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Weekly AUDIO NEWS for November 20, 2002

Hi-Def DVD Format War - A major mistake made in early development of the DVD was the failure to plan for an enhanced version that could accommodate the HDTV programming that was already being readied for broadcast in the mid-90s. Now we have a mad scramble and industry in- fighting over which entirely new hi-def DVD format will be used. The key element in two of them is the new blue laser or Blu-ray format which enables a great deal more data to be crammed onto a DVD to provide the required HDTV images. Philips, Sony and seven other firms support one approach. NEC and some others support a second blue laser approach with less data capacity on a disc.

Then there is the competing approach from Toshiba, Warner and Microsoft which stays with the current red laser but uses heavy data-reduction to cram more onto a DVD. Opponents claim that compression artifacts result from this approach. One bright note for SSfM fans is that the specs for the Sony/Philips Blu-ray format feature multichannel SACD sound rather than either DTS or Dolby. So we’ll finally have true hi-def images accompanied by true hi-res surround sound! Don’t hold your hi-def breath on these developments, however: even if peace is waged in the format war, the new DVD format (entirely incompatible with the present one of course) won’t be here for two or three years. In the meantime we have D-VHS, but that’s a high-ticket item with obsolescence built into it (going back to old fashioned videotape) and probably won’t be a general consumer format.

BMG & EMI to Copy-Protect All CDs - There have been isolated cases in the past of problems with the first commercial CDs to be copy-protected using the Cactus Data Shield technology. Often they refuse to play on car units, portables and computers, as well as on certain home DVD and CD players. As reported earlier, some stuck in the CD drives of Macintoshes, requiring servicing. Now the big music companies are totally intent on copy-proofing everything just as movie DVDs are protected. Never mind that the process doesn’t work as well, compromises fidelity, prevents a user from copying the CD to his iPod for portable listening or making a compilation CD or MiniDisc for personal use, and makes the discs in many cases unplayable - such as in his car player.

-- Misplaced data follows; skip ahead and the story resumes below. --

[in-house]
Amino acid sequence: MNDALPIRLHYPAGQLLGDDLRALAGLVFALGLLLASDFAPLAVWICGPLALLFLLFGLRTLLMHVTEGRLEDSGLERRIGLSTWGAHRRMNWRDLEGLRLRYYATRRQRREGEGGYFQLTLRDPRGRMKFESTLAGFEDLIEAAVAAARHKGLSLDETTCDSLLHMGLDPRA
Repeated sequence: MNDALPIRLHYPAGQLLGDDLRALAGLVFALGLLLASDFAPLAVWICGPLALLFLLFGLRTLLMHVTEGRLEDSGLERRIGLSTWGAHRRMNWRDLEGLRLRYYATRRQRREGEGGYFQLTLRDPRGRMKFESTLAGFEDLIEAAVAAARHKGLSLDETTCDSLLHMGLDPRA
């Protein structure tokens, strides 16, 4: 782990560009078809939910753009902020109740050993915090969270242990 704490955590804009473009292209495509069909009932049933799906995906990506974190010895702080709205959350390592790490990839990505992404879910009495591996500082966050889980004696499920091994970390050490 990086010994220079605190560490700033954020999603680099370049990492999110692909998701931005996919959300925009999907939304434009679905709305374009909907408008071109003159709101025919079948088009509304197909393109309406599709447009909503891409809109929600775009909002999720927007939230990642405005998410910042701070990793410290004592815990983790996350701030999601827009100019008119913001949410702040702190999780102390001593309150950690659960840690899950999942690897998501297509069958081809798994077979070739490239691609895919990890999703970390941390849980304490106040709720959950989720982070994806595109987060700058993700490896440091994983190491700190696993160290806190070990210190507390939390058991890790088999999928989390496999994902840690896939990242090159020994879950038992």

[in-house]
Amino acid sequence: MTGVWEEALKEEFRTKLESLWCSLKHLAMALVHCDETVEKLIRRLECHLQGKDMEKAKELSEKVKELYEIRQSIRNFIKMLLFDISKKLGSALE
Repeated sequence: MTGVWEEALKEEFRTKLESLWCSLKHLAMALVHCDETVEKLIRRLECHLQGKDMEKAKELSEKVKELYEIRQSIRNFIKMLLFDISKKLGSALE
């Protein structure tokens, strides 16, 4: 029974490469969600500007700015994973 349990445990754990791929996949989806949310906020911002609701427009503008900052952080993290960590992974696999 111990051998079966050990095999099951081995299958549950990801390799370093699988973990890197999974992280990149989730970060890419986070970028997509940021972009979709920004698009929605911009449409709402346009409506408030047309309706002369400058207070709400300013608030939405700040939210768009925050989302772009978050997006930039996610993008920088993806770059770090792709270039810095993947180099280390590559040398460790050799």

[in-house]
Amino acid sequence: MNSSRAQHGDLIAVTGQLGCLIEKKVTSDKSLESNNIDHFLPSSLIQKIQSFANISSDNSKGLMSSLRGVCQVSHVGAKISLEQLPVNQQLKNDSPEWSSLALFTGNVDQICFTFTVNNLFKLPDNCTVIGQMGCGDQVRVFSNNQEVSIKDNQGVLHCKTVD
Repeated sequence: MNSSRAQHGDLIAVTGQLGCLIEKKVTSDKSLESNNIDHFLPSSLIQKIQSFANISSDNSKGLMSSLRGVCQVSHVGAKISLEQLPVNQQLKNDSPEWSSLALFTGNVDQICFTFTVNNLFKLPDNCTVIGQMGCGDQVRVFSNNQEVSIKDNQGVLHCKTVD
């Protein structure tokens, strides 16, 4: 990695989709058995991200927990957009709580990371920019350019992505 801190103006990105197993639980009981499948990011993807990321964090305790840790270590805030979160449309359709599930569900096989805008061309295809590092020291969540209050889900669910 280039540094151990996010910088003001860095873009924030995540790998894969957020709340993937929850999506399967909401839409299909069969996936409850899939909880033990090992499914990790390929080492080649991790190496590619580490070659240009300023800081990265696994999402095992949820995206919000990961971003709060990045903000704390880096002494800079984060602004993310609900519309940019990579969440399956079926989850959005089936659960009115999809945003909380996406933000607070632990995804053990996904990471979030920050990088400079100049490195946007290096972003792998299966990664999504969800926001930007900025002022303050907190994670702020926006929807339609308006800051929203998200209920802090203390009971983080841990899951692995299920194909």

So far many European pressings are the primary ones issued with copy protection. When a customer purchases one, finds it unplayable and goes to the BMG site to express their frustration, they find a contact form to fill in. Doing so produces a fractured-English response blaming the player manufacturers for the problem and stating definitely that there will be no more music CDs sold without 100% copy protection. EMI’s German customer service responded to a similar user’s calm expression of his frustration with a response accusing the customer of piracy and stating that within a matter of months all audio media worldwide will be copy protected...”whether you like it or not.” Halt Copying Uber Alles...



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